It was hilarious hearing members of the Commission on Appointments (CA) trying to defend themselves against reports that there was a meeting between members of Congress and mining company Citinickel the night before the decision was made to deny the confirmation of DENR Secretary Gina Lopez.
First on the list of those who made adamant denials was San Juan’s Ronaldo Zamora. As if he’d need to be spoken to by any mining company at all.
The Zamora-mining connection
His older brother Manuel Zamora is founder and chairman of Nickel Asia Corp. The same Nickel Asia that in 2011 was criticized for not settling royalty fees with indigenous peoples affected by mining activities, for refusing to address environmental degradation brought about by its mines, and refusing to raise mine workers’ wages (GMA News, 11 Oct 2011) in its mines in Surigao.
The Environmental Justice Atlas (https://ejatlas.org) says of Nickel Asia’s Taganito Mine: “Militarization, environmental destruction of indigenous lands and unpaid royalties: the ingredients of Taganito Mining Corporation’s corporate success.”
We could go as far back as 2002, and talk about Nickel Asia’s Hinatuan mine and its implications on issues of human rights and environmental law violations. Instead, let’s talk about 2016, when Eastern Samar Gov. Conrado Nicart ordered the closure of the Hinatuan Mine in Manicani after the community protested against its resumption of operations (Inquirer.net, 17 June 2016).
Soon after, in early July, Secretary Gina ordered Nickel Asia to stop the transfer of stockpiles from this same mine, which they transport straight to China. They had earned enough money from the mine, she said, it was time to work towards bringing back the ecology in the area (Business World, 21 July 2016).
We could go on and on about the conflict of interest of having Rep. Zamora as part of the body that decided on Secretary Gina’s appointment to the DENR. And yes, I don’t think he had to talk to Citinickel to vote against her. He just had to be himself.
THAT is our bigger crisis.
The Albanos and the environment
In 2011, Rep. Rodolfo Albano Jr. (not current Rep Rodolfo Albano 3rd), filed a bill seeking to “set aside 11,273 hectares of the Sierra Madre forests in Ilagan and Divilacan towns in Isabela to be reclassified as “mineral land open for exploration, development and utilization of mineral deposits.” (Inquirer, 8 Feb 2011). The bone of contention was the fact that this area is part of the Northern Sierra Madre Natural Park (NSMNP) a declared protected area.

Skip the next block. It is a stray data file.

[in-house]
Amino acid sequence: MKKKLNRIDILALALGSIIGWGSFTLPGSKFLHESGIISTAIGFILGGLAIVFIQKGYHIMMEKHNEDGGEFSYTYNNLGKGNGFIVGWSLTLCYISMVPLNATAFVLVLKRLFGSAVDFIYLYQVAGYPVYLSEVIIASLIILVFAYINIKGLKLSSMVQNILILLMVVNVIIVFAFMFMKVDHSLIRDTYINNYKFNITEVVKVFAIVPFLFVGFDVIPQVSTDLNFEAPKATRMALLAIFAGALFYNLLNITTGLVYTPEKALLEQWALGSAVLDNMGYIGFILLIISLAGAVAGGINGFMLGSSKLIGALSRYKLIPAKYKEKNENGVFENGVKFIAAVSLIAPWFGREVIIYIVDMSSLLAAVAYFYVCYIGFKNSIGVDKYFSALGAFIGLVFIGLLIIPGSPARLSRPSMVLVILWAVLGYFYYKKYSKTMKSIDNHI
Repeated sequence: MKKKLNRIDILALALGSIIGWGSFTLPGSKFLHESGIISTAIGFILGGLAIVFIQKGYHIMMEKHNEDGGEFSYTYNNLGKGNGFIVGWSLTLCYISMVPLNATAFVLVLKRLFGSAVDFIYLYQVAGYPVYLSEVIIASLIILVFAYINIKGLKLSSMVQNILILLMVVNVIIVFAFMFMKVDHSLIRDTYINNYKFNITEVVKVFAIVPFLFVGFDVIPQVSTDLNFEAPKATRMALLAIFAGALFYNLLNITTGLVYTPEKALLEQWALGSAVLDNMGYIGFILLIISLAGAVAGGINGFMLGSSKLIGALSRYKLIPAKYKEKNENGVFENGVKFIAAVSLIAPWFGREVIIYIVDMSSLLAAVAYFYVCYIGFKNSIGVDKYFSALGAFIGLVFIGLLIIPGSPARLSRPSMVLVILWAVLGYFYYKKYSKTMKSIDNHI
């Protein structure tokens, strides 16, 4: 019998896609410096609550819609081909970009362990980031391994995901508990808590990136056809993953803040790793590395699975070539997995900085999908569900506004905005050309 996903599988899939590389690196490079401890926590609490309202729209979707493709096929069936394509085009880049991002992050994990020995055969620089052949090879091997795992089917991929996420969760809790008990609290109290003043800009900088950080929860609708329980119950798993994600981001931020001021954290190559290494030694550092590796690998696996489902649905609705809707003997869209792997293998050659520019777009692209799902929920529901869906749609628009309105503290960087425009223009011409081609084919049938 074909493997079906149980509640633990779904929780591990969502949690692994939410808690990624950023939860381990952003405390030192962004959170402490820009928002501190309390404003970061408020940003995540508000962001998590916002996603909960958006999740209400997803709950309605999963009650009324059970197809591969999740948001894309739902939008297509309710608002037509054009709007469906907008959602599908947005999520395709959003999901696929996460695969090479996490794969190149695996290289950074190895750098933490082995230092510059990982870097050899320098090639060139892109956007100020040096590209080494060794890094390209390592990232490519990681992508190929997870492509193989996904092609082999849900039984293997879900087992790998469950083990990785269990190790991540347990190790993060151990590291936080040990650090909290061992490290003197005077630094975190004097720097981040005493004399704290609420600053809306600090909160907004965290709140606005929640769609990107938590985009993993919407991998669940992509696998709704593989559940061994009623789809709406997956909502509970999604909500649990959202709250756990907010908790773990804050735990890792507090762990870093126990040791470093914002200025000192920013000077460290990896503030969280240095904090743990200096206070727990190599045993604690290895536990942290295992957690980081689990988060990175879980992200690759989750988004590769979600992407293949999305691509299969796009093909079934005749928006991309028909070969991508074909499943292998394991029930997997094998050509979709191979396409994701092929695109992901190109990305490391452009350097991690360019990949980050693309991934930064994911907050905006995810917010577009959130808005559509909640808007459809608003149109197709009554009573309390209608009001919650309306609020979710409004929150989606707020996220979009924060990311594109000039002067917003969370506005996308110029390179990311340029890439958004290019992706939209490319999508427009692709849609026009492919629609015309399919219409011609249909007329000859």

At that time, the NSMNP was included in “the tentative list of the United Nations’ World Heritage Convention (UN-WHC) for possible declaration as a world heritage site for being “the largest protected area in the country and the richest in terms of genetic, species, and habitat diversity.”
This was the area where Rep. Albano wanted to open to mining explorations and projects, citing that this is “in accordance with a declared policy that it is the responsibility of the state to promote the national exploration, development, utilization and conservation of mineral resources” (Inquirer, 8 Feb 2011).
Purported “development” (as well as tourism) was also what was used to justify the P2.28 billion Sierra Madre road project, which would cut across four towns, and “traverse the NSMNP (Philippine Star, 4 Feb 2013). In 2014, this would be called a “repair” of the existing logging road, after facing protests the previous year given the road construction’s “potential impact on the environment.” (Inquirer, 18 Oct 2014). In 2015, the construction of the road continued despite protests, with the Protected Area Management Board (PAMB) having issued Resolution No. 11 to reclassify the portion of the protected area of NSMNP as a special-use zone, and the indigenous groups of Agta and Dumagat signing a MOA with the Isabela government agreeing to the road construction (Inquirer, 25 Nov 2015).
But by October 2016, tribal leaders were calling on President Duterte and Sec. Gina to help protect the Sierra Madre forests, as the Ilagan-Divilacan road would “lead to the cutting of tens of thousands of trees that would further degrade the environment,” and there were dam projects in Quezon and Nueva Vizcaya that could “potentially cause irreversible damage to Sierra Madre’s landscape, watersheds, and natural irrigation systems.” The group also talked about how legal and illegal logging have continued in the protected areas, as well as “artisanal and small-scale mining and quarrying activities” (Business Mirror, 6 Oct 2016).
While the Albanos have not gotten any media mileage on this critical and urgent environmental issue, one realizes that this can only be taken to mean consent. After all, the alliance between the Albanos and Isabela Gov. Faustino Dy 3rd – who has pushed for these “developments” towards “tourism” in the Sierra Madre protected areas – is already considered “powerful,” having unseated popular anti-logging and pro-people leader Grace Padaca in 2016 (Manila Standard, 20 Feb 2017).
News has it in fact that these two Isabela dynasties may be making moves to push for dividing Isabela into two: one for the Albanos, and one for the Dys (Manila Standard, 20 Feb 2017).
Ah, nothing like dynasties and alliances to ensure that anti-people, anti-environment policies continue, whatever name you call it: roads, mining, logging, “development,” “tourism.” In a protected area, a possible world heritage site, imagine the kind of damage this kind of alliance has already done.
And you think a mining company needed to talk to Rep. Albano so that he might vote against the confirmation of Sec. Gina, a staunch environmentalist, as Secretary of the Department of Environment and Natural Resources?
Research reveals how Rep. Albano would vote from the get-go. The question is, as with Rep. Zamora, why were they part of the CA to begin with?